The mechanisms for labor complaints remain ineffective in that they “completely depend on the political will to enforce them,” according to AFL-CIO Global Worker Rights Coordinator Brian Finnegan. So in many embattled rural and industrial workplaces,
Unions and workers feel that violence whether they are trying to organize a garment maquila in San Pedro Sula, defend public education and the budgets that make it (barely) possible, or to organize rural workers to keep lands they have long held or take collective action as hired labor in a union in export-led agribusiness. Just as Mexican rural workers left farms after [the Clinton-era North American Free Trade Agreement] and went to Mexican cities and the US, we are seeing it in Honduras.
Unions and civil society could be supported in efforts to rehabilitate the country if Washington applied concrete pressure for government accountability on labor and human rights abuses. And in the long term, according to Finnegan, “we need to insist the US government use the labor provisions in trade agreements—as weak as they are—to make Honduras enforce its laws.”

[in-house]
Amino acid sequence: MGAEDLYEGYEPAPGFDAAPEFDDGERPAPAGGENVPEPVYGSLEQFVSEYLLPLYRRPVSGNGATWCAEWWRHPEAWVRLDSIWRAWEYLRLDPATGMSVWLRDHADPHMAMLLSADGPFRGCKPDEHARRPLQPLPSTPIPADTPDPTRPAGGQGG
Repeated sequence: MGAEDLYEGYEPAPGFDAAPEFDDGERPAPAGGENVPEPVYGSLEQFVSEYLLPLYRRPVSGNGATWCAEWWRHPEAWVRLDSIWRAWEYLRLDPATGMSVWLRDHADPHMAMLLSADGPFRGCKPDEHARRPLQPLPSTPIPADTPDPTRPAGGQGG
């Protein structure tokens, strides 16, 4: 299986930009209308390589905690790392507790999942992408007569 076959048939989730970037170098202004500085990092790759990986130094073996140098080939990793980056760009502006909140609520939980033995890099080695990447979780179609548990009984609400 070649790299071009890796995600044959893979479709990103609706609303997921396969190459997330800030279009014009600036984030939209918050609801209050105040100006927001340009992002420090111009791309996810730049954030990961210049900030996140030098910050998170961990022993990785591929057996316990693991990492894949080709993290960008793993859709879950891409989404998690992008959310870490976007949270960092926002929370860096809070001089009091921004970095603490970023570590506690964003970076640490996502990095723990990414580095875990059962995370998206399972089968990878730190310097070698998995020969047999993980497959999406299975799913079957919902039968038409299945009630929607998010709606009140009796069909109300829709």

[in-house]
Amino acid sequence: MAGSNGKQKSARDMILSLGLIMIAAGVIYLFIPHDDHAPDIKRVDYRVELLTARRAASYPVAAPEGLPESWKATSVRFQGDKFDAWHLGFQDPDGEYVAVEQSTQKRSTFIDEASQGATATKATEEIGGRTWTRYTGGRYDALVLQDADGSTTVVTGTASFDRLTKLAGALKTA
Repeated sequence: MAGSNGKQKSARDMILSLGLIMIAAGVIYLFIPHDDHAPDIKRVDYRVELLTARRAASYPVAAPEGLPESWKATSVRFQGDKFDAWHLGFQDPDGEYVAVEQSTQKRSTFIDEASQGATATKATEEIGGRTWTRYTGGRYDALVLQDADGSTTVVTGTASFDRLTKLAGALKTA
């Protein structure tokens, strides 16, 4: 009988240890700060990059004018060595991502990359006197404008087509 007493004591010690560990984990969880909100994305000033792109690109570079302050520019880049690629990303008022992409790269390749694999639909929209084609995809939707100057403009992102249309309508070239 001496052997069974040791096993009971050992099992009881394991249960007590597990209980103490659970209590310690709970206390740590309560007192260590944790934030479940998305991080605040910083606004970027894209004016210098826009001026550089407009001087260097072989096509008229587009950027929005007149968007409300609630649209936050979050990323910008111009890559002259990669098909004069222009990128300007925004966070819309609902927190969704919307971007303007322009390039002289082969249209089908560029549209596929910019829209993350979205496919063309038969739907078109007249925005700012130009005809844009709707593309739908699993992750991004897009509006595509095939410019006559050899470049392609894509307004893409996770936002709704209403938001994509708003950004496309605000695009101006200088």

Until that happens, the United States will continue to receive the human collateral damage fanning out of this devastated corner of Central America. Washington could help alleviate the damage by aiding refugees fleeing to the US—by granting asylum to as many as possible and halting deportations. But the root problems demand cooperative action across borders, from labor solidarity to bilateral accountability.
Unions have successfully organized in some instances, such as a flagship unionized Fruit of the Loom factory. Too often, however, free trade forces workers to trade their safety for their labor rights. Leaders of the agricultural union FESTAGRO reported “fear that union activists would suffer an increase in violent attacks and threats against their lives as the union seeks to organize sugar cane workers.”
Negotiations are now underway for a much larger trade deal—the Trans Pacific Partnership that would link twelve Pacific Rim nations—and Congress will debate whether this will help or hurt American workers. But with the CAFTA-DR, the deepest pain is inevitably borne by our “neighbors” to the south—the ones we ignore first as the free market shackles their democracy, and ignore again when their children show up at our doorstep.